I’m here at an analyst conference, trying to combine a seamless online and offline experience. The presentations are compelling, the panel discussions are lively, and I should be using social media to augment and amplify the information I’m soaking up from my seat in the second-to-back row.
Except that I can’t. Because, as usual, the Wi-Fi isn’t working.
Sure, there’s a Wi-Fi network, and it worked OK for 30 minutes yesterday, but today, the connectivity is pretty much nada. I’m at a central London hotel where the IT infrastructure is clearly not up to the job, especially when 300-plus delegates all try and connect their notebook, tablet and mobile phone to the network. First, the network slows, then it just stops responding. I’m not alone. Over coffee with the chief analyst, he shrugs and says “yeah. I’ve got the same problem!”
This is very frustrating but also unfortunately commonplace. Even the GSMA couldn’t make the free Wi-Fi work at Mobile World Congress in Barcelona. There were Wi-Fi nodes available, but nobody I met was unable to draw data across them. And no, it’s not always so easy to switch over to good old 3G, especially when you’re incurring data roaming charges.
Why does this matter?
Well, for starters, the lack of connectivity is frustrating and time-wasting for users – I’ve rebooted various devices hoping to iron out glitches in connectivity, before finally giving up and going offline. But there’s more to it than that. Being off the grid actually diminishes my gain from sitting in the audience: I’m better off at my desk where I can monitor the livestream and social media channels – and even do a bit of work in-between.
You may argue that this is the very point – get out from behind your desk and meet some real people. Yes of course, but it’s counter-productive to “force” me to pay 100% attention to a conference session that isn’t quite so relevant to my interests, just because the Wi-Fi isn’t working.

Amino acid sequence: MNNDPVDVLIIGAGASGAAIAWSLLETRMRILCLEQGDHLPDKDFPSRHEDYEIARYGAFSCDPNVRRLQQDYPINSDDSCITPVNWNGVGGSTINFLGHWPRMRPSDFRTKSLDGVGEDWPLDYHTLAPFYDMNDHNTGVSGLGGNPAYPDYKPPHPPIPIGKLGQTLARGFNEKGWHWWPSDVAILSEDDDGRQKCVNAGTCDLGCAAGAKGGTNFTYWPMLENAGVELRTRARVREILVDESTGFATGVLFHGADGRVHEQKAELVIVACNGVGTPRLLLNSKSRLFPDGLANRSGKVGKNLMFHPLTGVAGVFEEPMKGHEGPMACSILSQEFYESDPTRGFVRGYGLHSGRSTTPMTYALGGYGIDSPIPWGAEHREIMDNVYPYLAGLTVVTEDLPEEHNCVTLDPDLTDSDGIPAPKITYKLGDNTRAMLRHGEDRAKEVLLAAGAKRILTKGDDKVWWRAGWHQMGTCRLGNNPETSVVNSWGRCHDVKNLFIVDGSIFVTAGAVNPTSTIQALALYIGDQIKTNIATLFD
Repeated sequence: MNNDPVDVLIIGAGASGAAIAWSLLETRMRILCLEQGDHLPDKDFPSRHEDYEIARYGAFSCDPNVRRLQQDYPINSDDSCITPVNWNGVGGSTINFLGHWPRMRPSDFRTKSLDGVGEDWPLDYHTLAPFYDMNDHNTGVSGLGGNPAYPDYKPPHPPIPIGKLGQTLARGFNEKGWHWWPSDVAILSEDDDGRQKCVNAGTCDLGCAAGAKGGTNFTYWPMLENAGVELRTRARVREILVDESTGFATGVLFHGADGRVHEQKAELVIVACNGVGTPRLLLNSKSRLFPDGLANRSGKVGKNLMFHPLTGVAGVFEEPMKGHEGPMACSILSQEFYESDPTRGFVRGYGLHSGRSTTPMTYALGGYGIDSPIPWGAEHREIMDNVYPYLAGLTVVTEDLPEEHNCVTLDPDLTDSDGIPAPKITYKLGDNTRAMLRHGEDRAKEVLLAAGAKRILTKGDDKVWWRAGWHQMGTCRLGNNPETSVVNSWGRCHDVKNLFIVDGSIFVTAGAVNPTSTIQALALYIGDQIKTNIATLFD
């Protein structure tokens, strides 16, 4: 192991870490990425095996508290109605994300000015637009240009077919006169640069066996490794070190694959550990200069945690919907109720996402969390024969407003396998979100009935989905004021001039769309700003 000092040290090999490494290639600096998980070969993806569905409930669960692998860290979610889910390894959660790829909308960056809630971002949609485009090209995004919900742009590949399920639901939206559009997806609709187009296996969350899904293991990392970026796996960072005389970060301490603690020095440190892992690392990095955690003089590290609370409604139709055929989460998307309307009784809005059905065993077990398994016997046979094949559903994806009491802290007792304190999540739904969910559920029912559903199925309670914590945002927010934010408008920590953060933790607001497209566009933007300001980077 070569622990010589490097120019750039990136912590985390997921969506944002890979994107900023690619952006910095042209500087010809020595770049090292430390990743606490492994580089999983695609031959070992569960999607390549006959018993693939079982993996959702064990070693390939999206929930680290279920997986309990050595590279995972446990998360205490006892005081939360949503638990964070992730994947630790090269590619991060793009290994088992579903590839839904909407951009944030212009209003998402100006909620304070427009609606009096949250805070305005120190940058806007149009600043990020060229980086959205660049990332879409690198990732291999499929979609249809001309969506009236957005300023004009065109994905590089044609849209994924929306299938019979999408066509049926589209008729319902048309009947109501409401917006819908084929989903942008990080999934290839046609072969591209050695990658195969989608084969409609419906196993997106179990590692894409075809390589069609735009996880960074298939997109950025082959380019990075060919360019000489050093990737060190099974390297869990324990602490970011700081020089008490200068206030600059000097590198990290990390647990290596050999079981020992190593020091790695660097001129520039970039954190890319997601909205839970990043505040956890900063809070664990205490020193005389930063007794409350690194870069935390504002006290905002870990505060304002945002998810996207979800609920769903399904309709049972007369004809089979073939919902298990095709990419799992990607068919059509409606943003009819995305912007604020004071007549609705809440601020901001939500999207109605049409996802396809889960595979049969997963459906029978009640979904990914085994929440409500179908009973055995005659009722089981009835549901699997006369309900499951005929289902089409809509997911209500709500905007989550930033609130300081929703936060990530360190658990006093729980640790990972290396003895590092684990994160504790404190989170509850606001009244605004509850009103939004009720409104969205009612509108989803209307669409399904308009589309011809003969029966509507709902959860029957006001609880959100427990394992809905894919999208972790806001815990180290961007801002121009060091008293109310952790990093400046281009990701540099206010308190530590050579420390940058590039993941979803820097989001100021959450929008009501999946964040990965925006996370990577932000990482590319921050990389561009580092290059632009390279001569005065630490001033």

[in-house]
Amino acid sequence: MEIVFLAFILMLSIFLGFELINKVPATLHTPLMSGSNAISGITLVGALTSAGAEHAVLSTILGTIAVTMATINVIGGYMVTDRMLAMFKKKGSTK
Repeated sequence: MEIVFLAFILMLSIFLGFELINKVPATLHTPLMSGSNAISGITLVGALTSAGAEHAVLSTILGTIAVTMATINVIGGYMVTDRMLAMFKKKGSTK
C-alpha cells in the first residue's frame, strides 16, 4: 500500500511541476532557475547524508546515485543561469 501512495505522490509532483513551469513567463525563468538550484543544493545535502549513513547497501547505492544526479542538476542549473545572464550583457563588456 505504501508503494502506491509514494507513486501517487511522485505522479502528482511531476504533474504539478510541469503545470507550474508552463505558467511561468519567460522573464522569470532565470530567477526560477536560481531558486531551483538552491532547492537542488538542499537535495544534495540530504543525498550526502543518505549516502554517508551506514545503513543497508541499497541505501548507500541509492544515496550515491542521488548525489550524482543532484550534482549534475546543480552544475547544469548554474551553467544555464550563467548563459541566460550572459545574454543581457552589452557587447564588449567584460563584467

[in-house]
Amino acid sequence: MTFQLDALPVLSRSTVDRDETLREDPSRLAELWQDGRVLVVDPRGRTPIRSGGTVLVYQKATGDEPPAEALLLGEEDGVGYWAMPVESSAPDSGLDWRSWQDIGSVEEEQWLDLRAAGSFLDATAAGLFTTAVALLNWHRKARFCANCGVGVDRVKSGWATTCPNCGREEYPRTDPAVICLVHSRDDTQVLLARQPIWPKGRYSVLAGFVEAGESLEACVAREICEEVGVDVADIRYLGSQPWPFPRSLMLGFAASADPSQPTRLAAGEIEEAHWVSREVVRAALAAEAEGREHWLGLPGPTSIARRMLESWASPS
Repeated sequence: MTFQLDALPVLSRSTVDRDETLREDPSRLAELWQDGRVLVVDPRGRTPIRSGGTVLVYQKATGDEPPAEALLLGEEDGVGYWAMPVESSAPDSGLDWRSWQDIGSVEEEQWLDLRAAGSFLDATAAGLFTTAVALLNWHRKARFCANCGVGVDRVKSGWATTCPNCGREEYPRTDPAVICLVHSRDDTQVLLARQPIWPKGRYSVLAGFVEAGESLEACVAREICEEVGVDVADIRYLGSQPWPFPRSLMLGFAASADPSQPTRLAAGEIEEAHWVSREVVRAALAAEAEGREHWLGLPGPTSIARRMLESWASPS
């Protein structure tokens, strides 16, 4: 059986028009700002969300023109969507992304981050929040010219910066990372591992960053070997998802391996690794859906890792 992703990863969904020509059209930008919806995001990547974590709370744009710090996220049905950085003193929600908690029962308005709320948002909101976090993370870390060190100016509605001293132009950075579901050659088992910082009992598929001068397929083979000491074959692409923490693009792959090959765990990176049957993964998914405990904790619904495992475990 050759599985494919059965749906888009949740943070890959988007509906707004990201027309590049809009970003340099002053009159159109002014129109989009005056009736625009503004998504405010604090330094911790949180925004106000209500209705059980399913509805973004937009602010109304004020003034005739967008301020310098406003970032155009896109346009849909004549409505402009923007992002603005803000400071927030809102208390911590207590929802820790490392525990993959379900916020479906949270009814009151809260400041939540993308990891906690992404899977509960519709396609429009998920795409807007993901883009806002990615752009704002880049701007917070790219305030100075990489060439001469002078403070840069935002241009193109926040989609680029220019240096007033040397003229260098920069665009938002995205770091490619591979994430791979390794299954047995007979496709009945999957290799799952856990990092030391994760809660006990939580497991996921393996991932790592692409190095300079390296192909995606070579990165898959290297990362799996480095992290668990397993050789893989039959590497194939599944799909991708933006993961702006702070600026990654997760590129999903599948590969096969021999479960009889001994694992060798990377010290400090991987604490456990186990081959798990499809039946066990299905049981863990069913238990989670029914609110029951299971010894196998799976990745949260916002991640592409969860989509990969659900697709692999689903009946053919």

Sometimes I get the feeling that some executives would prefer to do all analyst briefings in lead-lined concrete bunkers so that there’s no danger of being distracted by the outside world (if they’re not listening, could it be that you’re boring or irrelevant?). The other concern is that tweeting analysts might just let the cat out of the bag and breach NDAs in their eagerness to liveblog an event.
I disagree – it’s about engaging with your audience, and asking professionals to respect clearly-flagged NDAs and embargoes, no matter what form of communication they use. Furthermore, without connectivity, I’d miss the real-time interaction of swapping under-the-radar snarky comments with a few friends. You’d be amazed how much backchat there can be when a speaker wears out their welcome, gets into a monotone, uses the same “tic” phrase 20 times or more in a presentation or – horror of horrors – starts lecturing the audience.
Nor could I share those little gems, such as the speaker this week who said “I suppose I shouldn’t be showing this one here”… then still proceeded to brazenly put up a Magic Quadrant slide this week at the non-Gartner conference – in the process earning an ironic round of applause from the audience.
Nope. Without Wi-Fi I’m 100% paying attention to conference proceedings. Or to tell the truth, I’ve zoned out completely for 30 minutes to write this post.
How to solve the connectivity issue?
There must be an answer to the connectivity issue. The promise of a Wi-Fi network being there, but stubbornly not working, is maddening, and akin to trying to buy the “special offer” that’s sold out without a rain check. And the bottom line is that if I’m offline, I’m not tweeting content from the conference, so I’m not able to amplify the message.